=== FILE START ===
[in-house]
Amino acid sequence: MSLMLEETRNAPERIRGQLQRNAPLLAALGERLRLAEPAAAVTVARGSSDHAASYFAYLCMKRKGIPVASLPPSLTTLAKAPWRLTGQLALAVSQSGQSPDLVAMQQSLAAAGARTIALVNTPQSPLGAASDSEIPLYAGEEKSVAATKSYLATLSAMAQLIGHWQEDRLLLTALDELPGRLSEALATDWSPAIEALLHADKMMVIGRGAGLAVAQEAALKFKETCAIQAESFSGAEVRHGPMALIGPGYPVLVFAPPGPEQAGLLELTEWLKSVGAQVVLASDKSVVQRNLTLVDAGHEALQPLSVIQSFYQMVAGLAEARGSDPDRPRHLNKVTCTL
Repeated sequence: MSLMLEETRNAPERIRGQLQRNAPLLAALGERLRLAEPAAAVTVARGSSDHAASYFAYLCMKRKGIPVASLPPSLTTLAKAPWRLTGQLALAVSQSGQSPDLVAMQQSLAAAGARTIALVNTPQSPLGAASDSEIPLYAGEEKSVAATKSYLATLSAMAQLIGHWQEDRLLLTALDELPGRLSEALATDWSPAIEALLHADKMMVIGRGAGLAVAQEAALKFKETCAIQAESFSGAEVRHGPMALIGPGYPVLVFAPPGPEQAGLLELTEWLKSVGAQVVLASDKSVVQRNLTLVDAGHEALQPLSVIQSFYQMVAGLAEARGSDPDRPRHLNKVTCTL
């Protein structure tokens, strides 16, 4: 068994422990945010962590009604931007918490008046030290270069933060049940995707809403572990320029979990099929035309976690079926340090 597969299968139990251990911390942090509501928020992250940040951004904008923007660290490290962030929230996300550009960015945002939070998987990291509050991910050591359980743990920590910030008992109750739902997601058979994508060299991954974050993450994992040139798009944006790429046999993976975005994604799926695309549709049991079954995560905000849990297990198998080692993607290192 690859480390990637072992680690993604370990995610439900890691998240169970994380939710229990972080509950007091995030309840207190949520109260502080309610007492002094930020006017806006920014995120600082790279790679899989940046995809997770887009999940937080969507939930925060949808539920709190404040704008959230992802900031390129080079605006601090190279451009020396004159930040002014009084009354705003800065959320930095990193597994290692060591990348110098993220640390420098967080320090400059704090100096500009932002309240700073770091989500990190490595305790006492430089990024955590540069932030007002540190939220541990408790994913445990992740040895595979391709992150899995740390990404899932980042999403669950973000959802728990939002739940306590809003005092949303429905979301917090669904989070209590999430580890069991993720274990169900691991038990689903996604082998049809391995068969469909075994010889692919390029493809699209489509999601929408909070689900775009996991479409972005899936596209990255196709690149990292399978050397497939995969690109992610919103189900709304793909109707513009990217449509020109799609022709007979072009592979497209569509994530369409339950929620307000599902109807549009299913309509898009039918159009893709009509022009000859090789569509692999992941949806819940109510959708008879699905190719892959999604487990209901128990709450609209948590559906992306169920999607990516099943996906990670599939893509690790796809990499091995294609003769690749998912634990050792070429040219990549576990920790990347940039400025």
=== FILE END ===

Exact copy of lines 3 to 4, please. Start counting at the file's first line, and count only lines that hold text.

Repeated sequence: MSLMLEETRNAPERIRGQLQRNAPLLAALGERLRLAEPAAAVTVARGSSDHAASYFAYLCMKRKGIPVASLPPSLTTLAKAPWRLTGQLALAVSQSGQSPDLVAMQQSLAAAGARTIALVNTPQSPLGAASDSEIPLYAGEEKSVAATKSYLATLSAMAQLIGHWQEDRLLLTALDELPGRLSEALATDWSPAIEALLHADKMMVIGRGAGLAVAQEAALKFKETCAIQAESFSGAEVRHGPMALIGPGYPVLVFAPPGPEQAGLLELTEWLKSVGAQVVLASDKSVVQRNLTLVDAGHEALQPLSVIQSFYQMVAGLAEARGSDPDRPRHLNKVTCTL
């Protein structure tokens, strides 16, 4: 068994422990945010962590009604931007918490008046030290270069933060049940995707809403572990320029979990099929035309976690079926340090 597969299968139990251990911390942090509501928020992250940040951004904008923007660290490290962030929230996300550009960015945002939070998987990291509050991910050591359980743990920590910030008992109750739902997601058979994508060299991954974050993450994992040139798009944006790429046999993976975005994604799926695309549709049991079954995560905000849990297990198998080692993607290192 690859480390990637072992680690993604370990995610439900890691998240169970994380939710229990972080509950007091995030309840207190949520109260502080309610007492002094930020006017806006920014995120600082790279790679899989940046995809997770887009999940937080969507939930925060949808539920709190404040704008959230992802900031390129080079605006601090190279451009020396004159930040002014009084009354705003800065959320930095990193597994290692060591990348110098993220640390420098967080320090400059704090100096500009932002309240700073770091989500990190490595305790006492430089990024955590540069932030007002540190939220541990408790994913445990992740040895595979391709992150899995740390990404899932980042999403669950973000959802728990939002739940306590809003005092949303429905979301917090669904989070209590999430580890069991993720274990169900691991038990689903996604082998049809391995068969469909075994010889692919390029493809699209489509999601929408909070689900775009996991479409972005899936596209990255196709690149990292399978050397497939995969690109992610919103189900709304793909109707513009990217449509020109799609022709007979072009592979497209569509994530369409339950929620307000599902109807549009299913309509898009039918159009893709009509022009000859090789569509692999992941949806819940109510959708008879699905190719892959999604487990209901128990709450609209948590559906992306169920999607990516099943996906990670599939893509690790796809990499091995294609003769690749998912634990050792070429040219990549576990920790990347940039400025």